Pretoria – The South African Medical Association (Sama) has appealed to the government to implement urgent interventions to rescue public health facilities, not only in Gauteng, but across the country.
In a broad interview with IOL on the overview of Gauteng health facilities, Sama chairperson Dr Mvuyisi Mzukwa the public health system is in a mess.
“You know, the state of the hospitals in Gauteng, not only in Gauteng but in other provinces as well, I think the state is shambles. That is how I can put it. We are in a crisis. We do need the intervention of the seniors in government, in terms of making sure that people are not left without health-care services,” Mzukwa said.
“You will know that this (health) is one of the most important services in the country. We do need to make sure that whatever is out there, it is being managed properly. That the hospitals have enough staff, enough security, equipment and that everything is in place.”
He said when those aspects of the public health system are fixed, “people would start to enjoy a dignified service”.
Public health-care facilities in Gauteng have hogged the headlines in recent times over the incidents including the trending video of scores of pregnant women lying on the floor at the Rahima Moosa Mother and Child Hospital in Joburg, and the snail-pace refurbishment of the Charlotte Maxeke Johannesburg Academic Hospital (CMJAH) which was ravaged by fire in April last year.
In August, the Gauteng Department of Health revealed that property including 10 desktop computers, one fridge, six plasma television sets and three laptops were stolen from the Charlotte Maxeke Johannesburg Academic Hospital in the wake of the fire which has left many parts of the hospital closed.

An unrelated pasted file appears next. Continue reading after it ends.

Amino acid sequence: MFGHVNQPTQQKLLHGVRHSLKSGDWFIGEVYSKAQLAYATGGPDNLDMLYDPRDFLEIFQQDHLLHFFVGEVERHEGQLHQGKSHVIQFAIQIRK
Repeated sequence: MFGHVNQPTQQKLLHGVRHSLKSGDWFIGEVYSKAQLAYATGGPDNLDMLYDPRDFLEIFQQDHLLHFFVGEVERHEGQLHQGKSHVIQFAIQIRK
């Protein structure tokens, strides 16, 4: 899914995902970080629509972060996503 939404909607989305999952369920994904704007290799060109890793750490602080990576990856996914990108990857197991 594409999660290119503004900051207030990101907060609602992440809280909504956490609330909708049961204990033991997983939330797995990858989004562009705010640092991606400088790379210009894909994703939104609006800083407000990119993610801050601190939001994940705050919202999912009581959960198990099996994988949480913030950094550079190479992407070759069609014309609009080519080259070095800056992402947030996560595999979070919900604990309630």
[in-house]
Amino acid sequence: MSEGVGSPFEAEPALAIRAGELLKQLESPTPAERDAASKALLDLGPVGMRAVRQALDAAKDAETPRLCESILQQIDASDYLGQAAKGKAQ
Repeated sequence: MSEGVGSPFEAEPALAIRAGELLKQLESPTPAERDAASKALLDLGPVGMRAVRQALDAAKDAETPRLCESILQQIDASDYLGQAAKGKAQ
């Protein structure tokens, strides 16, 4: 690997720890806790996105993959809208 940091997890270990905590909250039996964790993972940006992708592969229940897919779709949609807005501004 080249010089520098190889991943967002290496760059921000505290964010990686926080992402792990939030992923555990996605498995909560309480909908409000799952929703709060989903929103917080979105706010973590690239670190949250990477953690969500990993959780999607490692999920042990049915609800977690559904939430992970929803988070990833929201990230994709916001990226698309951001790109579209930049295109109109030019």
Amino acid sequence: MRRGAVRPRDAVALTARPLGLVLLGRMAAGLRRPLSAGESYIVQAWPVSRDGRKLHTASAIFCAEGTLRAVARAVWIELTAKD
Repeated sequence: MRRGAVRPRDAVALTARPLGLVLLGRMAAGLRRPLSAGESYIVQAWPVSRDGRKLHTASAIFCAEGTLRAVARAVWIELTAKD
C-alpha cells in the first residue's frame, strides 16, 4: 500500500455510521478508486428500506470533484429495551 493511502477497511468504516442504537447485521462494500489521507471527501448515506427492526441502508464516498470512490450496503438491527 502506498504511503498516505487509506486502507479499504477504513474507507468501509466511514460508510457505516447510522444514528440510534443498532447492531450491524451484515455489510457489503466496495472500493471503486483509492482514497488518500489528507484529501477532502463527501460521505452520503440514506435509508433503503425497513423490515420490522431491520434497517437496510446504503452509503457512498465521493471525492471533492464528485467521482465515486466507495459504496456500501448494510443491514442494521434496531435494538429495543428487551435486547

Last month, it emerged that while the Gauteng government is making around-the-clock efforts to fully reopen the Charlotte Maxeke Johannesburg Hospital (CMJH), there have been 220 staff resignations since the fire last year, and there are 677 vacant posts.
This was revealed by the Gauteng Health MEC Nomathemba Mokgethi in her written reply to questions by the DA’s health spokesperson Jack Bloom in the provincial legislature.
Last month as well, The Star reported that more than 42 000 suppliers for the Gauteng Department of Health were owed R3.1 billion.
Reports also emerged that the world’s third largest hospital, Chris Hani Baragwanath Academic Hospital in Soweto, was running out of food for patients, forcing doctors to find ways of feeding their own patients.
The SA Medical Association said the plethora of problems bedevilling the public health-care system in Gauteng, centres around leadership.
“It is poor leadership and poor management. If you go to these provincial departments, there are lots of positions that are being run in an acting capacity. If a person is acting, you do not expect a visionary there. It is a vehicle that does not have a driver,” Mzukwa said.
“We also need to do away with the issue of getting our people there, what they call cadre deployment. Some of these people are not experienced.”